On the same day as the Ryan v. Gifford decision, Chancellor Chandler of the Delaware Court of Chancery issued a second decision regarding stock options. In re Tyson Foods, Inc. Consol. S'holder Litig., C.A. No. 1106-N (Del. Ch. Feb. 6, 2007). The Tyson decision denies a motion to dismiss nine separate claims against various defendants, including four instances of alleged option "spring-loading."
The Tyson decision arose from several compensation arrangements, including several post-employment consulting contracts, a number of related party transactions, and stock option awards to executives and directors. The Tyson stock incentive plan required that the exercise price of any stock option awarded (including both incentive stock options and nonqualified stock options) be not less than the fair market value of Tyson's Class A Common Stock on the date of the grant. The plaintiffs alleged that four stock option awards made to senior executives and directors were granted "days before Tyson would issue press releases that were very likely to drive stock prices higher." In denying a motion to dismiss these allegations, the Chancery Court concluded that spring-loading, if done intentionally, "involves an indirect deception" and constitutes a breach of the duty of loyalty:
Whether a board of directors may in good faith grant spring-loaded options is a somewhat more difficult question than that posed by options backdating, a practice that has attracted much journalistic, prosecutorial, and judicial thinking of late. At their heart, all backdated options involve a fundamental, incontrovertible lie: directors who approve an option dissemble as to the date on which the grant was actually made. Allegations of spring-loading implicate a much more subtle deception.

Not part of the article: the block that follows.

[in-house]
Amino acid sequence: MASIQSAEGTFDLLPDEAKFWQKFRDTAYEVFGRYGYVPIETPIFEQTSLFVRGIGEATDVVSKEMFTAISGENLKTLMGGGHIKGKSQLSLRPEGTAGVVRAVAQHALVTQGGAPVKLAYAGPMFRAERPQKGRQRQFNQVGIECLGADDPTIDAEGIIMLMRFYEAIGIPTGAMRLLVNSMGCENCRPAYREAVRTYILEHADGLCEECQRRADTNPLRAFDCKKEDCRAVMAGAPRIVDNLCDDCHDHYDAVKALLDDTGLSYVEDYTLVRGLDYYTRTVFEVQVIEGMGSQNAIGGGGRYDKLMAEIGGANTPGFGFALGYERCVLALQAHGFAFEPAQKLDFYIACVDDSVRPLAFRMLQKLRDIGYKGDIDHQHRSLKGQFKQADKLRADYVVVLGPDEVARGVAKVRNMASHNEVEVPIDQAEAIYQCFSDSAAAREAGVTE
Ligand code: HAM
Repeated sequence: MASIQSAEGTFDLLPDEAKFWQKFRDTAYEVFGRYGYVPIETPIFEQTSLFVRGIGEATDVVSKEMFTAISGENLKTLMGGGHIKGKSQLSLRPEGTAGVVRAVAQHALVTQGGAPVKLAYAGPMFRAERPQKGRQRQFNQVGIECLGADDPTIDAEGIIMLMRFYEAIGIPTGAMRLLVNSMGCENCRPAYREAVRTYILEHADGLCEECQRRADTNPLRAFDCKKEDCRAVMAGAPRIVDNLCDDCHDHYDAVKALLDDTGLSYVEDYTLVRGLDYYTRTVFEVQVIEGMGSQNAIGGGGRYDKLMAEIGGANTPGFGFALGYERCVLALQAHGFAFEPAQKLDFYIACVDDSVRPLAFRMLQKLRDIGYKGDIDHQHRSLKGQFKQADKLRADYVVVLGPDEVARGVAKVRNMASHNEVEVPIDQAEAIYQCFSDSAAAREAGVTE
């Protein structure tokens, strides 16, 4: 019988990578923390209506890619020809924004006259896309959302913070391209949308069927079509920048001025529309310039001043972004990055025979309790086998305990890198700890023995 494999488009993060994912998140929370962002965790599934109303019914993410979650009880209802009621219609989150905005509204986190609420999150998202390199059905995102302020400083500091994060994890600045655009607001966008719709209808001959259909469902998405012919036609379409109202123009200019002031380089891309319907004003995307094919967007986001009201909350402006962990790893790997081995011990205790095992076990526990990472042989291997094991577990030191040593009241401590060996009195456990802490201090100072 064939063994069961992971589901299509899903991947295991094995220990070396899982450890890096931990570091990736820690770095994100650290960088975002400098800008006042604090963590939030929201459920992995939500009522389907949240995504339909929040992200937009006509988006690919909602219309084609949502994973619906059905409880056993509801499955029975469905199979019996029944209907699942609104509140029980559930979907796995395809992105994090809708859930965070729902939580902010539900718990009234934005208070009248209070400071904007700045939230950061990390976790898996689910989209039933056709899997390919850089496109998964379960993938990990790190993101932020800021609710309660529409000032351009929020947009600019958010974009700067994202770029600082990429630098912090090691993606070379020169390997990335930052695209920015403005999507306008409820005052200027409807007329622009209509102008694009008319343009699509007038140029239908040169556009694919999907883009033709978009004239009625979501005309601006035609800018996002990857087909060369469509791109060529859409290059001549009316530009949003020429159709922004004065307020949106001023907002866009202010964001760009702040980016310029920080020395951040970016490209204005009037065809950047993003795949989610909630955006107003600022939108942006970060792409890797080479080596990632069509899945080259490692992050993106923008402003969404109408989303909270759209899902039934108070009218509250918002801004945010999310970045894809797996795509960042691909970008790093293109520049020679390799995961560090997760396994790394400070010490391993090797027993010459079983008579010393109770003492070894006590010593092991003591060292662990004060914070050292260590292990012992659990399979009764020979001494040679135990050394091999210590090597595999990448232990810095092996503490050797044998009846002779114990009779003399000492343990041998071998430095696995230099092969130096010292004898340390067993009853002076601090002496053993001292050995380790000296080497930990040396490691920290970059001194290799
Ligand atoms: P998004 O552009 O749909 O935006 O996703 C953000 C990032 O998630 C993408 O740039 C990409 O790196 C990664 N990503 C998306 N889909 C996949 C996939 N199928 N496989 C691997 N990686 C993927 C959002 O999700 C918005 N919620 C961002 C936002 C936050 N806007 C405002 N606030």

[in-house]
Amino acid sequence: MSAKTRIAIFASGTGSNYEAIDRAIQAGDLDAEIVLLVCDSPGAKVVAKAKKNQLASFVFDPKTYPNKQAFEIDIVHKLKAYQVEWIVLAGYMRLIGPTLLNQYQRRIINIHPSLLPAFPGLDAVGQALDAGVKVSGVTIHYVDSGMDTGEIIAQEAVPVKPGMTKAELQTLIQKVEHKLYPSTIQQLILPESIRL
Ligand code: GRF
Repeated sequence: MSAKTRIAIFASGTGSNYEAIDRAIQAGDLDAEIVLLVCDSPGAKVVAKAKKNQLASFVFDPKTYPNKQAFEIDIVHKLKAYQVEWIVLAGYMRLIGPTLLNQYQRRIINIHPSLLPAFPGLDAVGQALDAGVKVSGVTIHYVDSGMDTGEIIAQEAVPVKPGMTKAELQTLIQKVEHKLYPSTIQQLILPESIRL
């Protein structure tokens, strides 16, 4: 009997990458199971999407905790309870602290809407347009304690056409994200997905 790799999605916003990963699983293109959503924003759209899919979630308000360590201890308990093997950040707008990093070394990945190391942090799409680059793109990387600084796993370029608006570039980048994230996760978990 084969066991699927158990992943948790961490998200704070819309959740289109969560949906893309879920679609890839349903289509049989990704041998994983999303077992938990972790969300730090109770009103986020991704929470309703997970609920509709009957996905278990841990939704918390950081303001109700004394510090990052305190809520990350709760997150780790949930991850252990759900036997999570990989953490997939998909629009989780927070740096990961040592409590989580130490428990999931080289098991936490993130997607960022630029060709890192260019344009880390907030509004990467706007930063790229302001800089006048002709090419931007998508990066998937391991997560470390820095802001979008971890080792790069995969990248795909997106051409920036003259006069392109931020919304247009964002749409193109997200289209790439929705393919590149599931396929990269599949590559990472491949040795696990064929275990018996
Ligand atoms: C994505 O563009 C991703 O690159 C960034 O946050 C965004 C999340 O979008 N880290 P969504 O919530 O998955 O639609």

Granting spring-loaded options, without explicit authorization from shareholders, clearly involves an indirect deception. A director's duty of loyalty includes the duty to deal fairly and honestly with the shareholders for whom he is a fiduciary. It is inconsistent with such a duty for a board of directors to ask for shareholder approval of an incentive stock option plan and then later to distribute shares to managers in such a way as to undermine the very objectives approved by shareholders. This remains true even if the board complies with the strict letter of a shareholder-approved plan as it relates to strike prices or issue dates.